Stauss brings a curious little blue book to the table titled Chamberlain and The Beautiful Llama and 101 More Juxtapositions, by Stefan Lorant, published in 1940. It is a collection of two-page spreads, illustrating how completely opposite subject matter can work side-by-side through repetition, form and subliminal as well as more obvious association. A portrait on one page of the prime minister Neville Chamberlain, snarling, mid speech, appears similar to the teeth of the llama on the opposite page; a photograph of the fascist, Oswald Mosley, posturing in Nazi salute, is presented against the Tibetan greeting of a young boy with his tongue sticking out. This is the art of persuasion, and like the principle of montage, the limitation of two images can create a third meaning and lead the viewer into another way of understanding what they are looking at. It can be subtle and nuanced. Zlobinski adds that, “The pictures are talking with each other, and for us to arrange the images is not a quick decision. When it comes to deciding what image will make a great double-page spread, we spend considerable time making that decision. The analysis of why and how this works is interesting. It can be led by light and dark, colour, form, and for us it’s a bit like a game to see what can happen, what is possible, because it is never the same.”
Of course, much has changed in recent years, with the digitisation of images, and with the drastic reduction in editorial commissions for photographers. Print magazines simply do not exist as they once did, and the ones that have survived rarely have time or money in resource. Many operate without photo editors at all. “We are extremely aware of the changes that have happened in more recent times, certainly since I became the photo editor at mare,” explains Stauss. “My father was a press photographer in Switzerland working during the 1960s and 70s, when being a photographer was more fruitful financially. But rather than being down on how the situation is today we are always talking about doing the work at hand and finding new possibilities and outlets. For example, we work for a publication for the German ministry [Forschungsfelder, which translates as ‘fields of research’, published four times a year since 2016, and distributed with Die Zeit]. We saw an opportunity to work with the creative agency who manage this magazine, using our knowledge and experience to make it special. We encourage them to commission photographers to produce fresh work rather than buying images from Getty.” Zlobinski adds: “We are in a very good position because we can essentially consult and use our expertise to bring ideas, and still work within a budget, and advise also that the best way is not always the easy way. We are in ‘good’ trouble: on the one hand magazines are disappearing, but on the other there are new outlets, particularly online.”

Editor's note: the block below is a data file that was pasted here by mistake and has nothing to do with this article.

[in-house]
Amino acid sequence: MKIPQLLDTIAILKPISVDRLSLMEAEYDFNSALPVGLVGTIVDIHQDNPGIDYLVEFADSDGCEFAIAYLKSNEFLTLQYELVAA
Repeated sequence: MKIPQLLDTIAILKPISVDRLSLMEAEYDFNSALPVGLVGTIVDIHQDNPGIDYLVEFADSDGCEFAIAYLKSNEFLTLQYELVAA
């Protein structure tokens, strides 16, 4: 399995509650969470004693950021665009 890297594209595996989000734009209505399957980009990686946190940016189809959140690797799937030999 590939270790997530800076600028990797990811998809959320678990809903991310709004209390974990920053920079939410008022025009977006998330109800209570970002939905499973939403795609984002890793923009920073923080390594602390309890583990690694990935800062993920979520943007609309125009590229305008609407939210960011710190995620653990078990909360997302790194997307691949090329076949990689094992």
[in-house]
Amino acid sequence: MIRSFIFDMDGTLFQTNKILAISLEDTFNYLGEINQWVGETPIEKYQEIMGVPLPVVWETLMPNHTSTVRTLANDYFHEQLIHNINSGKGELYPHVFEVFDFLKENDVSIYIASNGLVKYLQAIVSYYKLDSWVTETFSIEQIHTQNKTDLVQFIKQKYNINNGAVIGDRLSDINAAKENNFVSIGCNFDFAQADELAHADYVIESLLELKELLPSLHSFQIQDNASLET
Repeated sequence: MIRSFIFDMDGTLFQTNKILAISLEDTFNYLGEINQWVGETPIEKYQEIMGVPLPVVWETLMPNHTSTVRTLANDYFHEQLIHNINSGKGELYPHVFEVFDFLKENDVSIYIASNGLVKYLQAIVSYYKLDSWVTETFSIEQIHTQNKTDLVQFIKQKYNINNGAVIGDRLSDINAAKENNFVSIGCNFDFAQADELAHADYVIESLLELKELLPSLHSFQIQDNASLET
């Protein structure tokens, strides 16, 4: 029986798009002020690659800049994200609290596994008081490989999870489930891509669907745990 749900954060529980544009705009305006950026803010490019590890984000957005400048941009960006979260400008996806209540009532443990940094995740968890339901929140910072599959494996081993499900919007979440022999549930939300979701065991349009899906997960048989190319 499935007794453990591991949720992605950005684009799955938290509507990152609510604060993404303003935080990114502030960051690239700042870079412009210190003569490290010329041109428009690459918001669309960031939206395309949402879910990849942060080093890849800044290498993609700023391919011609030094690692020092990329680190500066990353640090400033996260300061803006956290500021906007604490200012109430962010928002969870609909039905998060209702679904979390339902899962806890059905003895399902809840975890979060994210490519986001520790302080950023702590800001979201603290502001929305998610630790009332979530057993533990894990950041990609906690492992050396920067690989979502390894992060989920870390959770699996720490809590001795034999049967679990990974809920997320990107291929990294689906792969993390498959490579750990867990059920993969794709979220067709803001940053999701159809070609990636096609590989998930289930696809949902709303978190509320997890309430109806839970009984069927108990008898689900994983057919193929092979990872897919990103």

As I leave Studio Stauss, walking through the Viktoriapark, I am filled with a fresh appreciation of the importance of the picture editor. Studio Stauss is doing vital work in trying to define the role, and through their work they illustrate that the specialist picture editor is still entirely relevant – even more so, perhaps, in this era of image overload.